Explore the Bible study: Accepting

9:19 PM

While Pentecost (Acts 2:1-4) was the most significant movement of God for the church, there was another Pentecost-type experience that was equally significant. It was when God opened the eyes of the Jews to the clear message that the gospel was for everyone who would believe - both Jews and Gentiles! The ground was truly level at the foot of the cross! This is the focus of Explore the Study Bible study: Accepting.

When you read Acts 10:1-48, keep in mind that God demonstrated that the same gospel, same power, same Holy Spirit, same work that was experienced by the Jews at Pentecost could and should take place among the Gentiles as well.

Here are some ideas you might find helpful when guiding your discussion:

LOOK UP: Getting focused on the text.

Opening Discussion
  • Do you spend more time on your front porch or in your backyard?
  • Do you have a privacy fence around your backyard?
  • Would you say that you are more isolated from your neighbors than you were while growing up?
  • Why are we more isolated from our neighbors and others?
  • Would we consider our desire for isolation as a protective barrier?
The Point: Barriers, walls, or fences are usually created for protection or privacy, but what it leads to is isolation. And in that isolation we begin to form views and opinions about those outside that hinder us from being witnesses. We might build barriers around our homes, but language, religion, skin color, education, and social standing are other barriers that lead to isolation. Acts 1:8 could only be fulfilled by a group that was willing to move beyond barriers. Otherwise, they would become isolated and the cause of Christ would eventually die. This wasn’t God’s design or expectation for the church. If they didn’t overcome barriers, then you or I would not be a part of God’s Kingdom today!

LOOK IN: Unpacking the text.

Acts 10:9-16
  • What was Peter’s response to God? (“No, Lord”; Peter had a habit of telling God “no” – see Mt. 16:22, John 13:8)
  • How many times did God repeat the command?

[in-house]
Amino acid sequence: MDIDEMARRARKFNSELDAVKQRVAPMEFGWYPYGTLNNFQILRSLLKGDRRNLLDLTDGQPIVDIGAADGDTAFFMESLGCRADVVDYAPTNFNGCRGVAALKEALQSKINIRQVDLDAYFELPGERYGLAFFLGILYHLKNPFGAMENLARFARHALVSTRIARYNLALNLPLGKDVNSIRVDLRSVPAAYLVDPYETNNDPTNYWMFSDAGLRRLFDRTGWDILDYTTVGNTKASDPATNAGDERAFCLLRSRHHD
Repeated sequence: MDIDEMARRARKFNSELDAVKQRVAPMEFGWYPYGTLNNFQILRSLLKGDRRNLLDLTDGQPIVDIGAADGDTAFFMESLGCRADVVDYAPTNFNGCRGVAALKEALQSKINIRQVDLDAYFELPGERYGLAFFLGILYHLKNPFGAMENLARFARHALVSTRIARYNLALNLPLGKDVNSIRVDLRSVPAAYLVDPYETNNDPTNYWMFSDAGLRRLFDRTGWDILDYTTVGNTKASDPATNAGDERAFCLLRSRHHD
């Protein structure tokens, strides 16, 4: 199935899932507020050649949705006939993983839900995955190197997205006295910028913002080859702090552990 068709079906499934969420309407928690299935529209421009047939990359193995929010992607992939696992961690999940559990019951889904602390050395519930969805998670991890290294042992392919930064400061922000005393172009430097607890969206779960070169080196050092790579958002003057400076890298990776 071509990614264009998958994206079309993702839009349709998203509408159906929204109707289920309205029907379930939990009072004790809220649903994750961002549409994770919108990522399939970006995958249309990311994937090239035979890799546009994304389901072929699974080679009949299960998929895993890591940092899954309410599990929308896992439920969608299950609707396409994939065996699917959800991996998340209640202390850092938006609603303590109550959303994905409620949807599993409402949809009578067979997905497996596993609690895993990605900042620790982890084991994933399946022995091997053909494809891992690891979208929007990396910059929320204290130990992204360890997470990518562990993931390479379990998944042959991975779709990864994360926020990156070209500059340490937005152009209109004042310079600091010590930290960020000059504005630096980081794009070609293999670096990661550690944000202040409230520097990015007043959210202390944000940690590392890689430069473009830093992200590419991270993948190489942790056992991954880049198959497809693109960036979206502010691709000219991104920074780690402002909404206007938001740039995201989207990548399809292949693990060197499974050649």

• Can you recall other times when God had to speak to Peter in this manner? (See John 21:16-17)
  • On a scale of 1-10, with 10 being most important, how would you rate the importance of what God was trying to teach Peter?
  • Peter had just experienced the raising of Tabitha from the dead, and now he is saying no to God. She was unclean as a person who had been dead; yet Peter took her by the hand (Acts 9:41). With this in mind, why was it so difficult for Peter to obey God at this point?
  • What did God mean when He said, “What God has made clean, you must not call common”? (In Old Testament thinking, there was the holy and the common. The holy was made common when it came into contact with something common, and could only be made holy again through a ritual cleansing. God had pronounced what was common as clean.)
Acts 10:17-43 (Expanded verses from the ETB Outline)
  • How did Peter’s attitude toward the Gentiles change ? What actions demonstrate this?
  • How did he treat the Gentile crowd?
  • What elements of the gospel did Peter present?
  • What would have happened if he had come to them with an arrogant heart?
Acts 10:44-46a
  • How is this similar to Pentecost (See Acts 2:1-4)? What message would this communicate to the believing Jews who were present?
Acts 10:46b-48
  • What actions did Peter take? Why was it important that he stay and help them in this way?
LOOK OUT: Responding to the text.
  • What personal barriers that have been taught to you, prevent you from witnessing to people who are different from you?
  • Can you identify walls or barriers that prevent you from fellowshipping with true believers who might be different from you?
  • What actions can you take to remove these walls and barriers?
  • What barriers in our church keep us from being witnesses to people in our community?
  • Take the initiative to expand your relationships at church and through your group. Reach out to those who may feel excluded.
The shift by Jewish Christians to accept Gentile believers was difficult. Peter’s experience helped to convince many, but the issue would resurface again in the future. God was tearing down the walls that separated Jewish and Gentile believers, and the message was clear: the gospel was to be taken to all people and “everyone who believes in Him will receive forgiveness of sins” (Acts 10:43).


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